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Markus Pelger has a nice paper on factor modeling with time-varying loadings in high dimensions. There are many possible applications. He applies it to level-slope-curvature yield-curve models.

For me another really interesting application would be measuring connectedness in financial markets, as a way of tracking systemic risk. The Diebold-Yilmaz (DY) connectedness framework is based on a high-dimensional VAR with time-varying coefficients, but not factor structure. An obvious alternative in financial markets, which we used to discuss a lot but never pursued, is factor structure with time-varying loadings, exactly in Pelger!

It would seem, however, that any reasonable connectedness measure in a factor environment would need to be based not only time-varying loadings but also time-varying idiosynchratic shock variances, or more precisely a time-varying noise/signal ratio (e.g., in a 1-factor model, the ratio of the idiosyncratic shock variance to the factor innovation variance). That is, connectedness in factor environments is driven by BOTH the size of the loadings on the factor(s) AND the amount of variation in the data explained by the factor(s).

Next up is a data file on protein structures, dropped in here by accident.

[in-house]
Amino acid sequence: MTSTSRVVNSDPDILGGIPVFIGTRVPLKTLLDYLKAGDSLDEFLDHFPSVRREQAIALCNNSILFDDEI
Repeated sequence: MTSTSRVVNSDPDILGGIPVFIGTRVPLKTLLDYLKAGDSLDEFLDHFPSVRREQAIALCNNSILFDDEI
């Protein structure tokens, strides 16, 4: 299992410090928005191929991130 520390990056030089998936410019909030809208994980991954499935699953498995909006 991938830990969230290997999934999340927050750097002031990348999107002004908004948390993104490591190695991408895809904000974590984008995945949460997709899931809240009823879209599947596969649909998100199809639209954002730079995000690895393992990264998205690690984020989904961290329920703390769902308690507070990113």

For me another really interesting application would be measuring connectedness in financial markets, as a way of tracking systemic risk. The Diebold-Yilmaz (DY) connectedness framework is based on a high-dimensional VAR with time-varying coefficients, but not factor structure. An obvious alternative in financial markets, which we used to discuss a lot but never pursued, is factor structure with time-varying loadings, exactly in Pelger!

It would seem, however, that any reasonable connectedness measure in a factor environment would need to be based not only time-varying loadings but also time-varying idiosynchratic shock variances, or more precisely a time-varying noise/signal ratio (e.g., in a 1-factor model, the ratio of the idiosyncratic shock variance to the factor innovation variance). That is, connectedness in factor environments is driven by BOTH the size of the loadings on the factor(s) AND the amount of variation in the data explained by the factor(s).

Typically one might fix the factor innovation variance for identification, but allow for time-varying idiosyncratic shock variance in addition to time-varying factor loadings. It seems that Pelger’s framework does allow for that. Crudely, and continuing the 1-factor example, consider y_t = lambda_t f_t + e_t. His methods deliver estimates of the time series of loadings lambda_t and factor f_t, robust to heteroskedasticity in the idiosyncratic shock e_t. Then in a second step one could back out an estimate of the time series of e_t and fit a volatility model to it.

Then the entire system would be estimated and one could calculate connectedness measures based on variance decompositions as in the DY framework.